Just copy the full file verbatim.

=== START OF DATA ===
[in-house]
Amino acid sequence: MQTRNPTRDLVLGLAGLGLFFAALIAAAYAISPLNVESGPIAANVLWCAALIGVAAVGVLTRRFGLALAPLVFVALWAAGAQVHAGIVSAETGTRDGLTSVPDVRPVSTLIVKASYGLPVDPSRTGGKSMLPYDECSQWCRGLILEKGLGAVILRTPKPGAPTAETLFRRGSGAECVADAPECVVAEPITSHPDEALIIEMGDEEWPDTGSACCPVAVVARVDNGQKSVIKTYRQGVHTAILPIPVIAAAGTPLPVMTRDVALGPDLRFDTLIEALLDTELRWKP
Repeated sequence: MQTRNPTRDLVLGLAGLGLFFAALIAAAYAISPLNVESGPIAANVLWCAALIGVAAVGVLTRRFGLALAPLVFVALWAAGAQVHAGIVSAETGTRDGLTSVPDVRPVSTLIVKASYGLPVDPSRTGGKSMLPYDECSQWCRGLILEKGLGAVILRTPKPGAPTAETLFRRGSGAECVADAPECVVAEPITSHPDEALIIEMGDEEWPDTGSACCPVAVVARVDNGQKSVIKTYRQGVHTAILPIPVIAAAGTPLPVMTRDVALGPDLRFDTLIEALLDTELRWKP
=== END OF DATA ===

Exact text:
[in-house]
Amino acid sequence: MQTRNPTRDLVLGLAGLGLFFAALIAAAYAISPLNVESGPIAANVLWCAALIGVAAVGVLTRRFGLALAPLVFVALWAAGAQVHAGIVSAETGTRDGLTSVPDVRPVSTLIVKASYGLPVDPSRTGGKSMLPYDECSQWCRGLILEKGLGAVILRTPKPGAPTAETLFRRGSGAECVADAPECVVAEPITSHPDEALIIEMGDEEWPDTGSACCPVAVVARVDNGQKSVIKTYRQGVHTAILPIPVIAAAGTPLPVMTRDVALGPDLRFDTLIEALLDTELRWKP
Repeated sequence: MQTRNPTRDLVLGLAGLGLFFAALIAAAYAISPLNVESGPIAANVLWCAALIGVAAVGVLTRRFGLALAPLVFVALWAAGAQVHAGIVSAETGTRDGLTSVPDVRPVSTLIVKASYGLPVDPSRTGGKSMLPYDECSQWCRGLILEKGLGAVILRTPKPGAPTAETLFRRGSGAECVADAPECVVAEPITSHPDEALIIEMGDEEWPDTGSACCPVAVVARVDNGQKSVIKTYRQGVHTAILPIPVIAAAGTPLPVMTRDVALGPDLRFDTLIEALLDTELRWKP